By Elizabeth Prata
ust when we start to think we might be such bad people, here is a splash of cold water for us all to ponder. Commenting on Hosea 7:1, Israel’s sin, Matthew Henry wrote
The actual wickedness of men’s lives bears a very small proportion to what is in their hearts. But when lust is inwardly cherished, it will break forth into outward sin. Those who tempt others to drunkenness never can be their real friends, and often design their ruin. Thus men execute the Divine vengeance on each other. Those are not only heated with sin, but hardened in sin, who continue to live without prayer, even when in trouble and distress. (“Matthew Henry’s Concise Commentary on the Bible“)
We’re not as bad as we could be, but it’s in there and under certain conditions, our greater seed of iniquity comes out. Pogroms, genocide, the Holocaust, are all examples where the evil men did rose in greater proportion to what is in there. And that is not end of the evil that lurks within still. During the Tribulation, men will fully enact what is in their heart. The full measure of sin will be complete. (Dan 8:23, Matthew 23:32). Jesus said it will be the worst time the planet has ever known. (Matthew 24:21-22).
In 1735 Jonathan Edwards preached on 1 Thessalonians 2:16, in his sermon titled When the Wicked Shall Have Filled Up the Measure of Their Sin, Wrath Will Come Upon Them to the Uttermost
by hindering us from speaking to the Gentiles that they might be saved—so as always to fill up the measure of their sins. But wrath has come upon them at last! (1 Thessalonians 2:16)
This is true of every individual person, but will be in greater application during the Tribulation. Edwards’ sermon again,
There is a certain measure that God hath set to the sin of every wicked man. God says concerning the sin of man, as he says to the raging waves of the sea, Hitherto shalt thou come, and no further. The measure of some is much greater than of others. Some reprobates commit but a little sin in comparison with others, and so are to endure proportionably a smaller punishment. There are many vessels of wrath; but some are smaller and others greater vessels. Some will contain comparatively but little wrath, others a greater measure of it. Sometimes, when we see men go to dreadful lengths, and become very heinously wicked, we are ready to wonder that God lets them alone. He sees them go on in such audacious wickedness, and keeps silence, nor does anything to interrupt them, but they go smoothly on, and meet with no hurt. But sometimes the reason why God lets them alone is because they have not filled up the measure of their sins.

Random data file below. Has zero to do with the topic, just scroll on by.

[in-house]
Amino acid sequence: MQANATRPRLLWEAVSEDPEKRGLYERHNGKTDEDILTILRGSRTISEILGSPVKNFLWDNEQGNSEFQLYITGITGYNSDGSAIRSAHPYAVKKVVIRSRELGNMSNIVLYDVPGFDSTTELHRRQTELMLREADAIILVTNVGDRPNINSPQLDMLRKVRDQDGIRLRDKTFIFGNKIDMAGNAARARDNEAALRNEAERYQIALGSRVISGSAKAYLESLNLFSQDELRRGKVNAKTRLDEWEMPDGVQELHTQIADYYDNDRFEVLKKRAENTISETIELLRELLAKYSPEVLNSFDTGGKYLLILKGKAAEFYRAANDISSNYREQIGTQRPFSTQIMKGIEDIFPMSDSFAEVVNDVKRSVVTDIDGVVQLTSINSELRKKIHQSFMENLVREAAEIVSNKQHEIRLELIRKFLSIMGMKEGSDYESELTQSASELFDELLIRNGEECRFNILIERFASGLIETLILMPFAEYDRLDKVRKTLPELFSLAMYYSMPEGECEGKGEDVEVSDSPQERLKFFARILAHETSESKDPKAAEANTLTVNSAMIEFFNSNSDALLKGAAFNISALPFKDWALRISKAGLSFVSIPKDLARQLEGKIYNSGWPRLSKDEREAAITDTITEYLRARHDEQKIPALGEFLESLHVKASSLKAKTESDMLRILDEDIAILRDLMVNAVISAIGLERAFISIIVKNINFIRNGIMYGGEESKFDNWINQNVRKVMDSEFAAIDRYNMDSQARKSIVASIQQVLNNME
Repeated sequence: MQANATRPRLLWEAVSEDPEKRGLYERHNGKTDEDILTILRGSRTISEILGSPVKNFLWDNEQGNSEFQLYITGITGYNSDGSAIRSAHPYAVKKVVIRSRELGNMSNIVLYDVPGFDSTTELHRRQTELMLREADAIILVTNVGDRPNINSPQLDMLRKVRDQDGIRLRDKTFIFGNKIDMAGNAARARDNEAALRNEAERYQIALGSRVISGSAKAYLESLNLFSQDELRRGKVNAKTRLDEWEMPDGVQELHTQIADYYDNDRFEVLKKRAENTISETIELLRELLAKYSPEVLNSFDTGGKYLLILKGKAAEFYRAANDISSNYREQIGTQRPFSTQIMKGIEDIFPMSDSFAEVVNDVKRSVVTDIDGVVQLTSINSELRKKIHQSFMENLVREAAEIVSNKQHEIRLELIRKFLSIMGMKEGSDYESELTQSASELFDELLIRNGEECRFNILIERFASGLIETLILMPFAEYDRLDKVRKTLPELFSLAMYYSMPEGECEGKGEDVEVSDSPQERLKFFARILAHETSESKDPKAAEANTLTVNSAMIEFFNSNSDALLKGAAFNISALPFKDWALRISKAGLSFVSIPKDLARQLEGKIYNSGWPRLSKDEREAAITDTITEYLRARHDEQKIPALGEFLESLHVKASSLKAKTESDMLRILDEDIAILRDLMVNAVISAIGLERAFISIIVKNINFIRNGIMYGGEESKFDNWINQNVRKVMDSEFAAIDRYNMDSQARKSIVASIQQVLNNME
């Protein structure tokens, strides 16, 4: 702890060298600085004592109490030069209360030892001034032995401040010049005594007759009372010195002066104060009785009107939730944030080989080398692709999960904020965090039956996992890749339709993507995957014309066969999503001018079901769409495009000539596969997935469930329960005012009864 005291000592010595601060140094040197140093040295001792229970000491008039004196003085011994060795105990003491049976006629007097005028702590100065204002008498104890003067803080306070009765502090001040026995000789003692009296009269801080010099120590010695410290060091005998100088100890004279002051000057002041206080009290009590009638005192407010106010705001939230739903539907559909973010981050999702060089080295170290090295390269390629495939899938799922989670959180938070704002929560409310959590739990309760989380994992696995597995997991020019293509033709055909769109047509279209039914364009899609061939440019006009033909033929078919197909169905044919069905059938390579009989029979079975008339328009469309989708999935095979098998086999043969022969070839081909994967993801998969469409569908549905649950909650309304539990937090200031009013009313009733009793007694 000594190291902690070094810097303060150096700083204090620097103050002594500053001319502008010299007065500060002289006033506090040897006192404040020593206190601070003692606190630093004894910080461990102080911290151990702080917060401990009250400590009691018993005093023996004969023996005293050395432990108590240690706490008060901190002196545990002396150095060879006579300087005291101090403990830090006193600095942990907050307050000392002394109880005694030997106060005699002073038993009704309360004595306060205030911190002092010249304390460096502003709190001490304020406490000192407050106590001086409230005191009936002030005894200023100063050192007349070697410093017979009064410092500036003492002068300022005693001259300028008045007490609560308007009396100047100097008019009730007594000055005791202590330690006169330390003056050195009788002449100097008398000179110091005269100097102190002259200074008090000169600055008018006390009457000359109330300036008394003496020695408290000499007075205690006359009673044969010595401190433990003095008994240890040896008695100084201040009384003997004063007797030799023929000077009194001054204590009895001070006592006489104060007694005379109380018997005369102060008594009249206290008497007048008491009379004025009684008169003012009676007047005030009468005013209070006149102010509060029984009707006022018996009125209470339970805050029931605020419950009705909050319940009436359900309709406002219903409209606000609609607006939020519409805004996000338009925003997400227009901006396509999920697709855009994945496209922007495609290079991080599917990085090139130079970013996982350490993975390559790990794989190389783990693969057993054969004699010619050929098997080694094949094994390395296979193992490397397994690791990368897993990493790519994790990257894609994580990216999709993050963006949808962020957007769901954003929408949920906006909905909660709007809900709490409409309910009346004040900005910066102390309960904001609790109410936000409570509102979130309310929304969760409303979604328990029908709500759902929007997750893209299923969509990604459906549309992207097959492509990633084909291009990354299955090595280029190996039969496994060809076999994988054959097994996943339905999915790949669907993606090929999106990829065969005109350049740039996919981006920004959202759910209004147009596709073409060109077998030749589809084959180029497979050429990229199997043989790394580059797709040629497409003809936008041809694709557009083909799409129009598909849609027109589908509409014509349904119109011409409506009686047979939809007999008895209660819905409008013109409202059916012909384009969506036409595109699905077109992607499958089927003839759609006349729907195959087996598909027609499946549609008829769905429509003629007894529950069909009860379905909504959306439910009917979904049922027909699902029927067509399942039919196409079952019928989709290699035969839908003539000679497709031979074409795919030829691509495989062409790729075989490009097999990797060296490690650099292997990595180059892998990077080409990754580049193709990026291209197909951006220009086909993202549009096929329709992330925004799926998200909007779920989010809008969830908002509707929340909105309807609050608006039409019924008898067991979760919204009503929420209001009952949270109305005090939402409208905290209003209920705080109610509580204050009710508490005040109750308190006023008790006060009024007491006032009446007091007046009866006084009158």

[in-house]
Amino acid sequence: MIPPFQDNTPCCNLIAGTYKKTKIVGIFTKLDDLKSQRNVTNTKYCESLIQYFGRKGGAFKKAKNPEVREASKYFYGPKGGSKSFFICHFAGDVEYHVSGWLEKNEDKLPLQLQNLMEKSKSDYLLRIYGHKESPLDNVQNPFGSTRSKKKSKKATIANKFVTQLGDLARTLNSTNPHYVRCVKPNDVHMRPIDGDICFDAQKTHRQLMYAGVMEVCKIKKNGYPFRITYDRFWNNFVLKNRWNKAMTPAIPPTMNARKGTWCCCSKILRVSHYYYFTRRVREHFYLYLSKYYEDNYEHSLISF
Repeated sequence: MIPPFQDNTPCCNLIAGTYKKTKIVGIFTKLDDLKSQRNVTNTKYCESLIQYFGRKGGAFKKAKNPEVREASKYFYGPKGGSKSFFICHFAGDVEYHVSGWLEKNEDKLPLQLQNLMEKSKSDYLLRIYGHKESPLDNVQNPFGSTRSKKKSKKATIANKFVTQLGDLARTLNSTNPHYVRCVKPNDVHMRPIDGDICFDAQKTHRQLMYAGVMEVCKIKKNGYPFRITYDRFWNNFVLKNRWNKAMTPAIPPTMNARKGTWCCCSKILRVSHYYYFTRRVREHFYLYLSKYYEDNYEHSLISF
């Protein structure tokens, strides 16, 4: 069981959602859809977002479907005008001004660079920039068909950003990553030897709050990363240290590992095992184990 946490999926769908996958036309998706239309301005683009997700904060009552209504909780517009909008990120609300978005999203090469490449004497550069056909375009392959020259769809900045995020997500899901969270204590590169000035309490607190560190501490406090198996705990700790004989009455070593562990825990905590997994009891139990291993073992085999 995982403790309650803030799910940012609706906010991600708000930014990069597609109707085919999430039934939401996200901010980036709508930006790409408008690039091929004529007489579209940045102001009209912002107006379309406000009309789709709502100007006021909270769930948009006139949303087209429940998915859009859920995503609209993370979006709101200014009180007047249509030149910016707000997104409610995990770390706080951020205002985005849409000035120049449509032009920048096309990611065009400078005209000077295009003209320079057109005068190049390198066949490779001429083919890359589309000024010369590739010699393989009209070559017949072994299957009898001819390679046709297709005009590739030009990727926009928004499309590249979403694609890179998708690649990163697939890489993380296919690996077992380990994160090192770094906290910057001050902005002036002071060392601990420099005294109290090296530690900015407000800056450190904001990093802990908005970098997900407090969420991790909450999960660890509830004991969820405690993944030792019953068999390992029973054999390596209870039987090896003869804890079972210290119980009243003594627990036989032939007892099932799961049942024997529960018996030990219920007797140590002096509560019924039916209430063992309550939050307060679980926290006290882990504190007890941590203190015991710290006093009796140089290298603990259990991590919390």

Edwards urges us to get into the ark, Christ.
We find in Scripture, that where glorious times are prophesied to God’s people, there are at the same time awful judgments foretold to his enemies. What God is now about to do, we know not. But this we may know, that there will be no safety to any but those who are in the ark. — Therefore it behooves all to haste and flee for their lives, to get into a safe condition, to get into Christ. Then they need not fear, though the earth be removed, and the mountains carried into the midst of the sea; though the waters thereof roar and be troubled; though the mountains shake with the swelling thereof: for God will be their refuge and strength; they need not be afraid of evil tidings; their hearts may be fixed, trusting in the Lord.
Through rapture or death, what a blessing it will be to arrive home to heaven where Jesus dwells, and there is no sin or death or evil any longer. Then, we can be with and gaze upon the only truly Good Person there ever was or shall be: Emmanuel.